Always Feeling Cold? Here Are 11 Possible Reasons You Might Be Chilly All The Time

If you’re perpetually bundled up in layers and can’t seem to get warm, you might be wondering why. While a cool environment could be the culprit, there are various health-related reasons why you might feel cold all the time. In this article, we explore nine potential reasons for your consistent chilliness, ranging from nutritional deficiencies, medical conditions, to lifestyle factors. Understanding these causes could be your first step towards finding a solution and feeling warm again.

When you’re persistently cold, it’s essential to remember that your body might be trying to tell you something about your overall health, and it’s worth paying attention to these signals.

1. Anemia

Anemia occurs when the body lacks enough healthy red blood cells or hemoglobin, which is responsible for carrying oxygen to tissues in the body. When these levels are low, your body is not receiving enough oxygen, leaving you feeling cold and fatigued. Anemia can also cause other symptoms such as weakness and dizziness. If you suspect that you might have anemia, it’s essential to see a doctor for diagnosis and treatment.

2. Hypothyroidism

Hypothyroidism is a condition where the thyroid gland does not produce enough hormones, leading to a slower metabolism. One of the common symptoms of hypothyroidism is feeling cold all the time as your body produces less heat. Other symptoms include weight gain, fatigue, and dry skin. If you suspect you have an underactive thyroid, consult a doctor for proper diagnosis and treatment options.

3. Vitamin B12 deficiency

Vitamin B12 is vital for maintaining healthy nerve cells, producing red blood cells, and DNA synthesis. A lack of this essential vitamin can lead to anemia, causing you to feel cold and sluggish. People at higher risk of vitamin B12 deficiency include vegetarians and vegans as this vitamin is primarily found in animal-based products. If you suspect you have a deficiency, consider incorporating more B12-rich foods into your diet or taking supplements prescribed by your doctor.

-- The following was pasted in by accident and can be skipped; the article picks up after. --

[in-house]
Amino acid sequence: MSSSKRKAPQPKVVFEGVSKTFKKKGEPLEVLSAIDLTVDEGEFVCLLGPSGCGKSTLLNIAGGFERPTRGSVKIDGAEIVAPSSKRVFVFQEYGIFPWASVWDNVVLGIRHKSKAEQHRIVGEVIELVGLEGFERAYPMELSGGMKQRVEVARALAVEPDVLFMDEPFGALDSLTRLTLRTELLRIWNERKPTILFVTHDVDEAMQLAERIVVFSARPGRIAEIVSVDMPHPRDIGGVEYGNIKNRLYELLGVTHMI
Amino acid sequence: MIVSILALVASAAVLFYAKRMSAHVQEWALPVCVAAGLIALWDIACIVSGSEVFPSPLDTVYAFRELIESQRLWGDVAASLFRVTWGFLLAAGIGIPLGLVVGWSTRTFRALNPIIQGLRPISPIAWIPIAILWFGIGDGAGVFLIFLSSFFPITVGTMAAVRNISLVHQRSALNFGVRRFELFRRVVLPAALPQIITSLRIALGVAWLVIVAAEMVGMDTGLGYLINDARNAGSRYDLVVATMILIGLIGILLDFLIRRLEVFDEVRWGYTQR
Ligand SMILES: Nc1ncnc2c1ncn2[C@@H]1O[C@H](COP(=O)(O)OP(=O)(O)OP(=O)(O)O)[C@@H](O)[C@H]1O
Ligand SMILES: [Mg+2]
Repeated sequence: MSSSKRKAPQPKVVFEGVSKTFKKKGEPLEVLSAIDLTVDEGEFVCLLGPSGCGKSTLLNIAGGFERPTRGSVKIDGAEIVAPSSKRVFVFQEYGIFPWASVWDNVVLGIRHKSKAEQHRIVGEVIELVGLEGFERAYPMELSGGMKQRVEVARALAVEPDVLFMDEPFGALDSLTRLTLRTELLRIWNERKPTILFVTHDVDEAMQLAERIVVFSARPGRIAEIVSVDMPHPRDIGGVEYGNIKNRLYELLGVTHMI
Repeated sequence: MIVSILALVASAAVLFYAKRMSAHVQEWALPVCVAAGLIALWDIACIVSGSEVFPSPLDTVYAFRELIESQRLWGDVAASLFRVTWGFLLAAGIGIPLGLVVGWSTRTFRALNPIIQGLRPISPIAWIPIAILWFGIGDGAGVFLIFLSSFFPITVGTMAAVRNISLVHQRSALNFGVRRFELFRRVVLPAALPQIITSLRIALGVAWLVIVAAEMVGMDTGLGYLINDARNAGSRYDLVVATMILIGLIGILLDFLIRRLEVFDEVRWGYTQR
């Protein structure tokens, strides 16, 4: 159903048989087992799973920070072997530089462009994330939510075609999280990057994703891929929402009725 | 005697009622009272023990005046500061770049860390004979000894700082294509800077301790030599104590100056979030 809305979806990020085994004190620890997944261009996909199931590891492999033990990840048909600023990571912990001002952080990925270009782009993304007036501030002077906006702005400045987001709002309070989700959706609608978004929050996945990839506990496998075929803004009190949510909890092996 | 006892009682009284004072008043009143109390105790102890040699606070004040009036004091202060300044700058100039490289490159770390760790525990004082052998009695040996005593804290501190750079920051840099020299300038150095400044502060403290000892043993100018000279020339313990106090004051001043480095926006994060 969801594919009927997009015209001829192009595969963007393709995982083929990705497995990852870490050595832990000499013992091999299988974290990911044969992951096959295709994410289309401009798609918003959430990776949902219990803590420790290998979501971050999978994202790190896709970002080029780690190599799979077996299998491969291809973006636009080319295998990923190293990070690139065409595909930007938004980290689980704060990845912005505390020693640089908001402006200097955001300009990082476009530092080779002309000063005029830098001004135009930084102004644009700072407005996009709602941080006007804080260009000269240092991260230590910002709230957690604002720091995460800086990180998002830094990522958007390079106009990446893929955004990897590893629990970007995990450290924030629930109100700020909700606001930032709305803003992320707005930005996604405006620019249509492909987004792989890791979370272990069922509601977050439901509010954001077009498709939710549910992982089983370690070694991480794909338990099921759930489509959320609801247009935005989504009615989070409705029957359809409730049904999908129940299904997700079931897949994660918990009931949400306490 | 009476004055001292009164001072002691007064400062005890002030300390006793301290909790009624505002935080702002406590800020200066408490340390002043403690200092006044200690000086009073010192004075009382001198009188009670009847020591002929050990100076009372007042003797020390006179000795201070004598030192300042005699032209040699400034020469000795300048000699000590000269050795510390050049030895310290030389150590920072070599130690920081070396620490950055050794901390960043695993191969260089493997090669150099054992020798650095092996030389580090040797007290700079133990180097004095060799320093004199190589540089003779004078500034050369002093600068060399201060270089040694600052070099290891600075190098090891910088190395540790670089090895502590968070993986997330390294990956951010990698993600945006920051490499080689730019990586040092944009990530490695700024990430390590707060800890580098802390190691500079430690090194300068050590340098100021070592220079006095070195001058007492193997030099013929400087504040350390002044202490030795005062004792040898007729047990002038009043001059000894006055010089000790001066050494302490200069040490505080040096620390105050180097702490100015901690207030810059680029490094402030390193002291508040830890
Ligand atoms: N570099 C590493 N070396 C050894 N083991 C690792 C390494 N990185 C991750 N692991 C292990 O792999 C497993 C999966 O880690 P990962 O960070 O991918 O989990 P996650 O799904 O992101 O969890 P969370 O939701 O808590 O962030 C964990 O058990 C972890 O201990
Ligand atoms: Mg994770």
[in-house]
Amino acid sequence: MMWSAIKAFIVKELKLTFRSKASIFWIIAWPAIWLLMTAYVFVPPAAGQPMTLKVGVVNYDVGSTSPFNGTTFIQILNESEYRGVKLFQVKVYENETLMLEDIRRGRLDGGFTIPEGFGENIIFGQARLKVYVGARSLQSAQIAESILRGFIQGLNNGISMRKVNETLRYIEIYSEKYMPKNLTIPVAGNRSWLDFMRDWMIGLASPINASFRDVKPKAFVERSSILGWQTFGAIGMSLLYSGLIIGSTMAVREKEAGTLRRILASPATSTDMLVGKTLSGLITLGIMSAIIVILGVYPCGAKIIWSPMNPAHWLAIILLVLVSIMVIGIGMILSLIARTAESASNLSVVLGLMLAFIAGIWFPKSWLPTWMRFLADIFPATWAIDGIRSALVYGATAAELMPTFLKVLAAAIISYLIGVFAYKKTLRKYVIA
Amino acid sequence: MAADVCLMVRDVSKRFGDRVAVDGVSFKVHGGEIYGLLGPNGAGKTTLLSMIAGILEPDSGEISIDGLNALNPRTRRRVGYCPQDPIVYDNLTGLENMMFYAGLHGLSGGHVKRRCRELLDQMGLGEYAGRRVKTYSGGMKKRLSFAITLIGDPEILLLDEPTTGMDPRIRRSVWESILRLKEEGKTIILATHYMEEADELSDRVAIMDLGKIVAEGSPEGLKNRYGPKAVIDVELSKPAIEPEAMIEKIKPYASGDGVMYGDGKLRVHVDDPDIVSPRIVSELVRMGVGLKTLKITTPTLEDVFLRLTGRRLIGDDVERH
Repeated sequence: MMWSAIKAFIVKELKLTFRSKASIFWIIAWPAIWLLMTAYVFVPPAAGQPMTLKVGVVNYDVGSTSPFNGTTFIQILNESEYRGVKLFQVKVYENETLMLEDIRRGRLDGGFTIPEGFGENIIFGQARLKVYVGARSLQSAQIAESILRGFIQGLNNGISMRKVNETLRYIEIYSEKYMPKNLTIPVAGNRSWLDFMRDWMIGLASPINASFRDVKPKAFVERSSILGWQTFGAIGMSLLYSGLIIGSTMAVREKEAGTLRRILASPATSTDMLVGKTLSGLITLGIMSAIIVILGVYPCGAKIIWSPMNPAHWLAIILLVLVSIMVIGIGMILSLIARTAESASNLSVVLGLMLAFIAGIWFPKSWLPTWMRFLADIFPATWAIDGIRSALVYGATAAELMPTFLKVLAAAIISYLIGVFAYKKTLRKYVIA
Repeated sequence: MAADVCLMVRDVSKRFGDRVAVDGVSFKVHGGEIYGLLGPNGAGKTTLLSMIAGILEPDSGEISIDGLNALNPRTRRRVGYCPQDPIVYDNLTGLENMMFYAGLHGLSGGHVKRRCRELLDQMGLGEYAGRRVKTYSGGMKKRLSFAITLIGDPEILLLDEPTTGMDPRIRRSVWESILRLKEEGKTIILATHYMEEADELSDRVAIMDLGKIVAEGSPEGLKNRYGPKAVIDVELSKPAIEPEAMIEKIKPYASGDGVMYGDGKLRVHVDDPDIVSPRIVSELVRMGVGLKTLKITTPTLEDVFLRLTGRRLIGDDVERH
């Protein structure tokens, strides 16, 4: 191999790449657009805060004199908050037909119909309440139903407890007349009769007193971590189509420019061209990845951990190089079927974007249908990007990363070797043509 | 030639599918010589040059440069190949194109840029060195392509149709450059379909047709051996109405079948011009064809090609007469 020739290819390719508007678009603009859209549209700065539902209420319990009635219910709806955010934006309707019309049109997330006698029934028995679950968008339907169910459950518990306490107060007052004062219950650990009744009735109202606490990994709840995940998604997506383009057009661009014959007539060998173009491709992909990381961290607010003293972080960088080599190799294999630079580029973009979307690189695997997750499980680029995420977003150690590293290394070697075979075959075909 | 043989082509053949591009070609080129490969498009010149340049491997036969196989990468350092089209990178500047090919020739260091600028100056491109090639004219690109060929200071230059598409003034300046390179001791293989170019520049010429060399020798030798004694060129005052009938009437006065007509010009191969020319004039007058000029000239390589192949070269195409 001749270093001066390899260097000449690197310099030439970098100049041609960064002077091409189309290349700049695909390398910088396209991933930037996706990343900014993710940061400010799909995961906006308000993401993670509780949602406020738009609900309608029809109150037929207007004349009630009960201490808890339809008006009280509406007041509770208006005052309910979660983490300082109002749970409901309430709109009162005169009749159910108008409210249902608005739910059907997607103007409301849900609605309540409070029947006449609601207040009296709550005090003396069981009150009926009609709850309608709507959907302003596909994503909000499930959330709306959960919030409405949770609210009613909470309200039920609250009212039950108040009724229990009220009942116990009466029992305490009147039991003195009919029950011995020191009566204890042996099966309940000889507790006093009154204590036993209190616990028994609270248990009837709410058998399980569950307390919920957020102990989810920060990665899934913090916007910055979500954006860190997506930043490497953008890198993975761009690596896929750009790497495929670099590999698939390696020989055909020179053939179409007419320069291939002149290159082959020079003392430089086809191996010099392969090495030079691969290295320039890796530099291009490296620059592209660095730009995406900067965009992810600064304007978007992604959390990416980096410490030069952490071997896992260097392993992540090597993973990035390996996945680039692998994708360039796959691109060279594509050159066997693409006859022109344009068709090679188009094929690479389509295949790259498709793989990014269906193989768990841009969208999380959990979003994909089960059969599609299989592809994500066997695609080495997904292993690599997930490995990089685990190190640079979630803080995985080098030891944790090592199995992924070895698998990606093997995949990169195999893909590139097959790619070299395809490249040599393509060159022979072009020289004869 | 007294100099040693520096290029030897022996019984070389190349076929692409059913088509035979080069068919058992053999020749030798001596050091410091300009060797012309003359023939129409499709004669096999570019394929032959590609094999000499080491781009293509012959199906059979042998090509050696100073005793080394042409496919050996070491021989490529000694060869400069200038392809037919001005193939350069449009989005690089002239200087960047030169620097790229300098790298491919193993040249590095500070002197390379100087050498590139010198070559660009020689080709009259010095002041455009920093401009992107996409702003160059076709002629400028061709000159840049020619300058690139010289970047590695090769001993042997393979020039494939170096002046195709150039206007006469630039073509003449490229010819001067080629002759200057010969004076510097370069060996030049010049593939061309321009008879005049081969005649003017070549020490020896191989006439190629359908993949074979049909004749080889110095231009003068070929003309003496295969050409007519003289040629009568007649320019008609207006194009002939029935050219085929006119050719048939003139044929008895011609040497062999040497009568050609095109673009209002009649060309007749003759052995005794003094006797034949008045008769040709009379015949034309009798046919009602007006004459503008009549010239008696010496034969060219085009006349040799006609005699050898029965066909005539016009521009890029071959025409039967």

4. Low body weight

Having a low body weight can also make you feel cold all the time. This is because your body doesn’t have enough insulation to keep you warm, and it has to work harder to maintain a stable internal temperature. If you’re underweight, consider speaking with a healthcare professional about ways to safely gain weight and improve your overall health.

5. Raynaud’s disease

Raynaud’s disease is a condition that affects the blood vessels, causing them to narrow and limiting blood flow to certain areas of the body. This can result in cold hands and feet, making you feel chilly all the time. In severe cases, it may also cause numbness or pain in your extremities. While there is no cure for Raynaud’s disease, you can manage symptoms by keeping warm and avoiding triggers such as stress and cold temperatures.

6. Poor circulation

Poor circulation can also contribute to feeling cold all the time, as it limits blood flow to your extremities. This may be caused by various factors such as smoking, diabetes, and certain medications. Regular exercise, quitting smoking, and managing any underlying conditions can help improve circulation and reduce feelings of constant coldness.

7. Insufficient calorie intake

Not consuming enough calories can also make you feel cold all the time. Your body needs fuel to generate heat, and when it doesn’t get enough, it conserves energy by reducing blood flow to your skin and extremities, making you feel chilly. If you’re not meeting your daily recommended caloric intake, consult a registered dietitian to develop a healthy and balanced meal plan.